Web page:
For the longest time Korean and many other cuisines were all about fire for me. Creamy curds of tofu in bubbling angry bowl of red soondubu was my go-to lunch order at K-Town’s Seoul Garden.
Lately I’ve been embracing the mellower side of Korean cuisine; and there’s nothing more comforting than a steaming bowl of seollongtang, a long-simmered ox bone soup. I’ve been told that’s it’s good to eat when feeling sick. Recently I’ve had the good fortune to be sick enough begun to appreciate just how good.
A month ago I found myself in Tang out on Northern Boulevard. Dehydrated and spent after having a chemotherapy port in my chest checked out I slumped into a seat and gasped, “Seollontang.”
“It’s good with the kimchi,” the waitress said as I seasoned the broth with the holy trinity of salt, pepper, and green onion. For a moment I thought of seasoning it with my tears.
“Thanks I have a bad stomach,” I said weakly in response to the kimchi suggestion. I drew the spoon to my mouth with a shaky hand. The broth was salty, buttery and soothing, just what I needed.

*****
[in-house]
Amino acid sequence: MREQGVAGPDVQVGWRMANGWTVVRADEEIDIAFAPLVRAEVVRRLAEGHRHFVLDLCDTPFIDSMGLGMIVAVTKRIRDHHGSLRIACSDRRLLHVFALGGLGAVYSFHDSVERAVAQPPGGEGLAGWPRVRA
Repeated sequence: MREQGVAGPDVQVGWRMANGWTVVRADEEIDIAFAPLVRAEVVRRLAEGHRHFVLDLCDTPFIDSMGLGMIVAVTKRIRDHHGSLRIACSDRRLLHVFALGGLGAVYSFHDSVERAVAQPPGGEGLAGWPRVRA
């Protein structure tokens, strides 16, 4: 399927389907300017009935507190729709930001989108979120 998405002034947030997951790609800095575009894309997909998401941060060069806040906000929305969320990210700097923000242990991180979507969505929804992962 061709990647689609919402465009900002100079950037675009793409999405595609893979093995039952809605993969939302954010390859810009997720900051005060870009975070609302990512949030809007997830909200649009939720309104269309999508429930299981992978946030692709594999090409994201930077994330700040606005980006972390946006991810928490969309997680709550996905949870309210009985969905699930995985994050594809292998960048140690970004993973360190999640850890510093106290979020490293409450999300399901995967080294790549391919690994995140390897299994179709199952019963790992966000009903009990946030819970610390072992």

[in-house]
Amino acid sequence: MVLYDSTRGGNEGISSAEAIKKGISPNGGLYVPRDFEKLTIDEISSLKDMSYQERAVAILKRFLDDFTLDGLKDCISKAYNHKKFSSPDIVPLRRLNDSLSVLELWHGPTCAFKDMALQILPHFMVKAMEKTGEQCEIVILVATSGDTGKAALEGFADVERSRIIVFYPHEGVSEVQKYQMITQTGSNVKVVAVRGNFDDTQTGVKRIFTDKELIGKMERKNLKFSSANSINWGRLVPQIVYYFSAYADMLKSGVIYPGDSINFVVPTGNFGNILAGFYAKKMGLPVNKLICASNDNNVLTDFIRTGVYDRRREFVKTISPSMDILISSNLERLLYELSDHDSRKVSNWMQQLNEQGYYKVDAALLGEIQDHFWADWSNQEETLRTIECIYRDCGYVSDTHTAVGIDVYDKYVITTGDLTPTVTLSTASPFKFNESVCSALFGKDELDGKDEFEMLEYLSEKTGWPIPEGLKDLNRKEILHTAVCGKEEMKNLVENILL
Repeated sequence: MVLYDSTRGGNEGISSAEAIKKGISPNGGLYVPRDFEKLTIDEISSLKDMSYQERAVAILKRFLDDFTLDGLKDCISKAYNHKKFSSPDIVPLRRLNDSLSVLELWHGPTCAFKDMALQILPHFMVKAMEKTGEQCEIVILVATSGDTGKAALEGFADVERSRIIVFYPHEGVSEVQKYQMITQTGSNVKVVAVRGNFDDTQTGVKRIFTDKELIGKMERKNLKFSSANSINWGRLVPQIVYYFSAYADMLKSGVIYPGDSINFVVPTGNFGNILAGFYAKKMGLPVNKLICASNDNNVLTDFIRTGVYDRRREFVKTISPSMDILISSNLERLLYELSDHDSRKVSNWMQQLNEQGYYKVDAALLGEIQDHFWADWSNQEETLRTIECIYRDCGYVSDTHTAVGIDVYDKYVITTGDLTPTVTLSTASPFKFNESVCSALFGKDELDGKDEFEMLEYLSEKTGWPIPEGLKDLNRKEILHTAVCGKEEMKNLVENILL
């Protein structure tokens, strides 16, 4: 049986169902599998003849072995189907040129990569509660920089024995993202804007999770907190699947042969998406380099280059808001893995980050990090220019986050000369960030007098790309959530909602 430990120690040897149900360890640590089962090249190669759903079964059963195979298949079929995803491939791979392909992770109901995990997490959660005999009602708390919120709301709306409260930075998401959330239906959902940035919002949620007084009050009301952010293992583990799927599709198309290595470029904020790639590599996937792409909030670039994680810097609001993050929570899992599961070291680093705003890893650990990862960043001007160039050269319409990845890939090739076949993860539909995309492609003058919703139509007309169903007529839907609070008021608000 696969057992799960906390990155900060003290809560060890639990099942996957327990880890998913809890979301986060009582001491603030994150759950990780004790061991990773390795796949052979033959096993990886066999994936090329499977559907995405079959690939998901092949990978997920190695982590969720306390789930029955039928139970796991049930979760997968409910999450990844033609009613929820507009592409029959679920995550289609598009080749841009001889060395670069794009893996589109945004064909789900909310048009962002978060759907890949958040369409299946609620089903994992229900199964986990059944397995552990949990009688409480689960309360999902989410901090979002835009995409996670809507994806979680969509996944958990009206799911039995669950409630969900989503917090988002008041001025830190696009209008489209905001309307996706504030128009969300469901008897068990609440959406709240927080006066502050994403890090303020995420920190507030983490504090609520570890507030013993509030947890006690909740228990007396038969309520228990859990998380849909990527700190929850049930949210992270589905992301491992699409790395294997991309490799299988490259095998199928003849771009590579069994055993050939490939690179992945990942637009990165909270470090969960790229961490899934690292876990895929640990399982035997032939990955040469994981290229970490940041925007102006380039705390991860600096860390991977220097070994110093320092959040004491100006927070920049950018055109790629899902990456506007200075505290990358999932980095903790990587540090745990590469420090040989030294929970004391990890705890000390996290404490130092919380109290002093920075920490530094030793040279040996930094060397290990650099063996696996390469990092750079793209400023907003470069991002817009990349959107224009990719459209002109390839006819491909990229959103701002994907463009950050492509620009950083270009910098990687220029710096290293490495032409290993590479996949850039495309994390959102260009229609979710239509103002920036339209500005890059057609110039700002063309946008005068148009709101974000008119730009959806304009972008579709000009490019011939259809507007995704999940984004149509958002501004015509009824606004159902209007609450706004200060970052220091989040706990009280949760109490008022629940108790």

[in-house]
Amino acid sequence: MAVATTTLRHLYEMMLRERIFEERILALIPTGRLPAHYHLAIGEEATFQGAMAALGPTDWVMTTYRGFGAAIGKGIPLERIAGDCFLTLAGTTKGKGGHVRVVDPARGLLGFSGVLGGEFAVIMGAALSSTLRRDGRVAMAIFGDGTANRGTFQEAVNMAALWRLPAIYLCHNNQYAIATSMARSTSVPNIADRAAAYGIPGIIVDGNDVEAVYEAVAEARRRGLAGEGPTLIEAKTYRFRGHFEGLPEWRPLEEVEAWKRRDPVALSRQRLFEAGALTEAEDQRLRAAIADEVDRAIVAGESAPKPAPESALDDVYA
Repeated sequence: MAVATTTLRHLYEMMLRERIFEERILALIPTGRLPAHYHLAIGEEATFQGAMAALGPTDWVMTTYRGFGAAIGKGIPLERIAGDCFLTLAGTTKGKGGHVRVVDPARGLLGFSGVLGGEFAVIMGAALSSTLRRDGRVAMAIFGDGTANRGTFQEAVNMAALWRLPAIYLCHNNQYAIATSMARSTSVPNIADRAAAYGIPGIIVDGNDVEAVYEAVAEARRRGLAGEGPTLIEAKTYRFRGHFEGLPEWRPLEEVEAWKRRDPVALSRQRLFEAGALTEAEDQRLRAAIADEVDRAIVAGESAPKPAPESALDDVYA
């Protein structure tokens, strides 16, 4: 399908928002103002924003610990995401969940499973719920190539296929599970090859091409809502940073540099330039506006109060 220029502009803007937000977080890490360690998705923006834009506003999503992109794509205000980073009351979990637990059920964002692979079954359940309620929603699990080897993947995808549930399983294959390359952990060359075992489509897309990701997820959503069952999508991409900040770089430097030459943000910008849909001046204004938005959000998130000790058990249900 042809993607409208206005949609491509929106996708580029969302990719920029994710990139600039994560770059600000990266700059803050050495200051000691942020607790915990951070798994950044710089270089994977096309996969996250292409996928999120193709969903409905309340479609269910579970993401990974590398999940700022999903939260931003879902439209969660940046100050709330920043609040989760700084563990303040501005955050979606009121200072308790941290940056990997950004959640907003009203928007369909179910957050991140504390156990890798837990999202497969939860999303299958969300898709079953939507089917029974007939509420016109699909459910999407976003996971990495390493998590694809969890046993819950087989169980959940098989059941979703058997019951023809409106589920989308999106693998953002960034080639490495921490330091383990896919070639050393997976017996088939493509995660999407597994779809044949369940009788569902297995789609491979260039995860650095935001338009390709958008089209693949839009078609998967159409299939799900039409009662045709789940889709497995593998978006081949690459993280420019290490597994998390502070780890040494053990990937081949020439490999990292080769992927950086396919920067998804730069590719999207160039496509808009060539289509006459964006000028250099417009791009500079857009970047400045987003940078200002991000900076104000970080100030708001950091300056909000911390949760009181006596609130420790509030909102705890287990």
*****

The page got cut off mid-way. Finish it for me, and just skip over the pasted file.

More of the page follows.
Long before anyone ever uttered the words “bone broth,” Koreans were making this restorative soup. The star of the dish is really the milky white broth, even the noodles and beef can be thought of as condiments.
“Oh, they have the best seollongtang,” my friend Yen Yen Woo raved to me about Gahwa a Korean spot in Flushing last week. So last week I gave Gahwa a go. It sports a decidedly more homey dining room than the ultramodern Tang. I don’t know if Gahwa’s seollontang is better than Tang’s, nor do I care. I do know that, for the moment at least, I was better and able to enjoy the kimchi as well a plate of Korean crudités with kicky ssamjang. And sometimes that’s all that matters.
Gahwa, 29-32 Union St., Flushing, 718-886-3223
Tang, 196-50 Northern Blvd, Flushing, 718-279-7080